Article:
Alan Wake tells the tale of a bestselling crime novelist who is currently experiencing a rather unfortunate case of writers block and so decides to take a much needed vacation with his Wife to the picturesque setting of ‘Bright Falls’: Home of the mountain hick and annual Deer Fest. Pretty much on arrival, however, things start to go awry and soon our reluctant hero finds himself in a nightmare seemingly of his own creation as pages from a manuscript he has no memory of writing are suddenly becoming very real. If you’ve ever been privy to John Carpenter’s horror movie In the Mouth of Madness, then a plot where a novelist’s creations come to life to commit acts of lunacy and violence will undoubtedly sound familiar. It’s no secret that Remedy have been rather open about their influences for Alan Wake during the course of the games development and as such have chosen to serve them up with unashamed relish throughout. From its idyllic, mountain setting, (Steven King), its jaunts into the unnerving and unreal, (The Twilight Zone), and it’s dark humour and collection of quirky, colourful characters, (Twin Peaks), its clear that Remedy's trek into the world of survival horror draws upon the strength of these influences resulting in a gripping and compelling video game that rarely ceases to entertain.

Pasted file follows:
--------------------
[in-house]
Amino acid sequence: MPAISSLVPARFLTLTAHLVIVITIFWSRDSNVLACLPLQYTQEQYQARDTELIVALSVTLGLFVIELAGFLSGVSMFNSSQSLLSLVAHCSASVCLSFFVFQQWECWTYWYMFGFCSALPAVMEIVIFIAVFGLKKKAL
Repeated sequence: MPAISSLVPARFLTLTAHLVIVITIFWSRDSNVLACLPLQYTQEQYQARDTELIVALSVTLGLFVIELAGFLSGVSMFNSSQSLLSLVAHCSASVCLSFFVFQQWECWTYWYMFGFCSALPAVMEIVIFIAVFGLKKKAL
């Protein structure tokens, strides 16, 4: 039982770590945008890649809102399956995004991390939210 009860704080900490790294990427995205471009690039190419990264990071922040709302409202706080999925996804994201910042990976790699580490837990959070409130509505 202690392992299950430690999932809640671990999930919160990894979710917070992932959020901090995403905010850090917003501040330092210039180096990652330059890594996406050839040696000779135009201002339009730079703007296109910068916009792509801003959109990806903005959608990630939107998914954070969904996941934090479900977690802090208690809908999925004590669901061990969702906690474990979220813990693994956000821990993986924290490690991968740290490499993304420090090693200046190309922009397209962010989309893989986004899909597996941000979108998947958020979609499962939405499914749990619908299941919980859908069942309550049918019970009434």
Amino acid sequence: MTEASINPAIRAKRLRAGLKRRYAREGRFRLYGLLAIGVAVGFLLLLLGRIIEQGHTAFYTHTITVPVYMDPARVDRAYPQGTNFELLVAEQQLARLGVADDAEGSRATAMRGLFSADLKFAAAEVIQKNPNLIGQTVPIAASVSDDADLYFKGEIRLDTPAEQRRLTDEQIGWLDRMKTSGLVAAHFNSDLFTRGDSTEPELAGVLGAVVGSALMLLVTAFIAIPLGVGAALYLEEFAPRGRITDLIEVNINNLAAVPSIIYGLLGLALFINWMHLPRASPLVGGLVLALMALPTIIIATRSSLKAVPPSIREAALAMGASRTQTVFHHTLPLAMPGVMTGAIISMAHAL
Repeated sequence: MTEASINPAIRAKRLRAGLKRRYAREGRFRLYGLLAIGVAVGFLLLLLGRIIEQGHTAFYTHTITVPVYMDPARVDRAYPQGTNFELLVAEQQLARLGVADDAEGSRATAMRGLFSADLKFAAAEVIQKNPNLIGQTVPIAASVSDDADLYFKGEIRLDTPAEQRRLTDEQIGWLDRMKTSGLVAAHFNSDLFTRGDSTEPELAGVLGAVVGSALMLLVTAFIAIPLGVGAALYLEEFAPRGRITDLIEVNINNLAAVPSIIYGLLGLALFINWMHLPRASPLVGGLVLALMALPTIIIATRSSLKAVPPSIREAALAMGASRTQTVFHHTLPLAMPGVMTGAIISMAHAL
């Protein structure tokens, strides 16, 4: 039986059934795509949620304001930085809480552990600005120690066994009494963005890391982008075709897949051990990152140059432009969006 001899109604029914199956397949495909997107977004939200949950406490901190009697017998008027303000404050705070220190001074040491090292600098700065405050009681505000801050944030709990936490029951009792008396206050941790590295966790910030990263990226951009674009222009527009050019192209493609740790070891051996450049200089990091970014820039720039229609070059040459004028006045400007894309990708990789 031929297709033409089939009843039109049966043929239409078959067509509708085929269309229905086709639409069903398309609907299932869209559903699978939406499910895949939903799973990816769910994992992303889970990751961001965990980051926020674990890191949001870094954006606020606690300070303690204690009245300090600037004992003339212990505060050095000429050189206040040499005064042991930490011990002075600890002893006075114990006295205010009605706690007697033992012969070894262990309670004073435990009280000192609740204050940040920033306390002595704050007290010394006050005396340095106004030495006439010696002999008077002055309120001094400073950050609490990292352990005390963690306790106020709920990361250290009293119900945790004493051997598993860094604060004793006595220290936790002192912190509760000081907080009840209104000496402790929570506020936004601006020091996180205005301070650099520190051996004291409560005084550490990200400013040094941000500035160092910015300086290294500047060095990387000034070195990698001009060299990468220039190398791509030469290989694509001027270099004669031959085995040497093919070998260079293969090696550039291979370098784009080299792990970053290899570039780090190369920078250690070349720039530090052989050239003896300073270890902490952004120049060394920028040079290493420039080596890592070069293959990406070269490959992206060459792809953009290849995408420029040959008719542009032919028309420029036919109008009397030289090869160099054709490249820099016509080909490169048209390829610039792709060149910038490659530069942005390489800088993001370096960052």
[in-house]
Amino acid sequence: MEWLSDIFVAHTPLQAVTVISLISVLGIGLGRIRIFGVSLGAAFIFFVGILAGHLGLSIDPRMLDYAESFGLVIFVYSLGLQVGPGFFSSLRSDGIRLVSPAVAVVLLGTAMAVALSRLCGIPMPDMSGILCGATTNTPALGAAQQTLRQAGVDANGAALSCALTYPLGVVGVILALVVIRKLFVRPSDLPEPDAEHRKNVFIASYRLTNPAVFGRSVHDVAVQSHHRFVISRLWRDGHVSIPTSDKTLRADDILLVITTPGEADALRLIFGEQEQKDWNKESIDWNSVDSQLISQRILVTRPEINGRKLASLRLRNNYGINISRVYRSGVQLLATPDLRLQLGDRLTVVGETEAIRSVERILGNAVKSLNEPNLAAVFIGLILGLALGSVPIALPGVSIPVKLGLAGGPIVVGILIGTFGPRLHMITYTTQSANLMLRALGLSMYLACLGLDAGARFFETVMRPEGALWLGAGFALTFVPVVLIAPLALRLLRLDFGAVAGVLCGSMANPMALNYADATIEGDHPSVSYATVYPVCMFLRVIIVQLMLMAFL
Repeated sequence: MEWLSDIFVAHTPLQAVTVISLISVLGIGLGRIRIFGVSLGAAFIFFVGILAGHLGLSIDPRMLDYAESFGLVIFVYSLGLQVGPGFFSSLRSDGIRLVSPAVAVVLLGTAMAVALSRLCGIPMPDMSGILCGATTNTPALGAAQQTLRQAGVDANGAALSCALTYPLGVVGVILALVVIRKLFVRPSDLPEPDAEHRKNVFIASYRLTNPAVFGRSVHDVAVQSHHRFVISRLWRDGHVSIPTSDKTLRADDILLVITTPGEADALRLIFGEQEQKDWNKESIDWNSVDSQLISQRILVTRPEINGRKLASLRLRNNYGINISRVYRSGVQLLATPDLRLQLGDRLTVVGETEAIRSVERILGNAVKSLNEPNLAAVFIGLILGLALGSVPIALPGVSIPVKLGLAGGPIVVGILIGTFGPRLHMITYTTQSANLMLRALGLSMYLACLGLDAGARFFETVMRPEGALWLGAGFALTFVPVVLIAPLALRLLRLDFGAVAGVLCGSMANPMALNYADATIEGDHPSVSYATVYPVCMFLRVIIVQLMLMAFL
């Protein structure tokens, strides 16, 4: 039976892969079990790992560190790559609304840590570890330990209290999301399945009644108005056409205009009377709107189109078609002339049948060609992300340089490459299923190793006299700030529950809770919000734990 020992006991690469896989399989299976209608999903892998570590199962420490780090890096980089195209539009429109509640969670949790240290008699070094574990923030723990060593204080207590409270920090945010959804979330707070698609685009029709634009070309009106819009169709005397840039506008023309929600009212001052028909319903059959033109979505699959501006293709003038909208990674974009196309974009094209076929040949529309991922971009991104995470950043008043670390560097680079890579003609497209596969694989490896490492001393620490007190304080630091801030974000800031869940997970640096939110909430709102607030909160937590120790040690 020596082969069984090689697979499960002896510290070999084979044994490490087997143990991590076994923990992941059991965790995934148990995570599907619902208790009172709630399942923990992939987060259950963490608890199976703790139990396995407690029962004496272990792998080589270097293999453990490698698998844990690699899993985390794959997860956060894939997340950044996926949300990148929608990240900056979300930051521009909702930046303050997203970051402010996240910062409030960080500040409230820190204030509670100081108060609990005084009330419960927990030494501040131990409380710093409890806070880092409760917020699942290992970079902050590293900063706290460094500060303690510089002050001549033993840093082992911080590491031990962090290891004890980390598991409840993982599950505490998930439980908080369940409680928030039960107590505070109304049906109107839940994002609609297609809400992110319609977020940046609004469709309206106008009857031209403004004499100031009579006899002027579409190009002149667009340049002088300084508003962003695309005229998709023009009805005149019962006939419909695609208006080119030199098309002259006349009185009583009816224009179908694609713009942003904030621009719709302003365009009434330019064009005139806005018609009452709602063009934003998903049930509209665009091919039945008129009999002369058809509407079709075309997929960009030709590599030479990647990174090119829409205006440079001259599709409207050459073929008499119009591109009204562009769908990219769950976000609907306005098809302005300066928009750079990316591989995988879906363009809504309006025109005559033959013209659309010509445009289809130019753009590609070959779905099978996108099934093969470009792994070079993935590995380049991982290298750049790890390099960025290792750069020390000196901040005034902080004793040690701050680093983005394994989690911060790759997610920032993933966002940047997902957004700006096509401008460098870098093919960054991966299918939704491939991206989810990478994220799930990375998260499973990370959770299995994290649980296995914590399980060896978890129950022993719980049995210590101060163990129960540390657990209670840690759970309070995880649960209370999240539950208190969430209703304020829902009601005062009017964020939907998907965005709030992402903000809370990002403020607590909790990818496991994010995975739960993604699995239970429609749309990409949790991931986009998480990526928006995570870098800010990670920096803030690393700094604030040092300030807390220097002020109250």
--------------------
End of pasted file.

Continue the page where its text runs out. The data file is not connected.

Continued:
Much like a TV series the game is broken up into episodes and on completion of each the player is rewarded with an enjoyable closing piece of music with the following episode beginning with a TV style re-cap of previous events. Adding to this sense of acting out a TV serial is Alan’s ever present narration as the tale unfolds. Hints as to what may lie around the next corner or within the dark confines of an abandoned farmhouse are never too far away. While it’s often considered more appropriate in a horror-cum-thriller to conceal your viewers from what’s coming next, hearing the words “It was then I heard the Chainsaw” just as you stumble blindly into that afore mentioned farmhouse, is surprisingly unnerving. It’s an interesting approach toward a genre that invariably relies on the player being completely unaware of what lies in wait within their immediate environment; using the unknown to trigger the biggest scares and induce moments of panic. Alan Wake, however, tells you what’s coming next and as a result is genuinely more frightening than many other titles in the genre and for that it should be applauded. What’s particularly clever is how Remedy has managed to remind the player that they are just part of an interactive story whilst simultaneously never really detaching them from the experience. When Alan is terrified, amused or even exasperated by the events unfolding before him you share that journey, experiencing your own set of mixed emotions as the darkness-as it becomes known-threatens to consume you at every turn.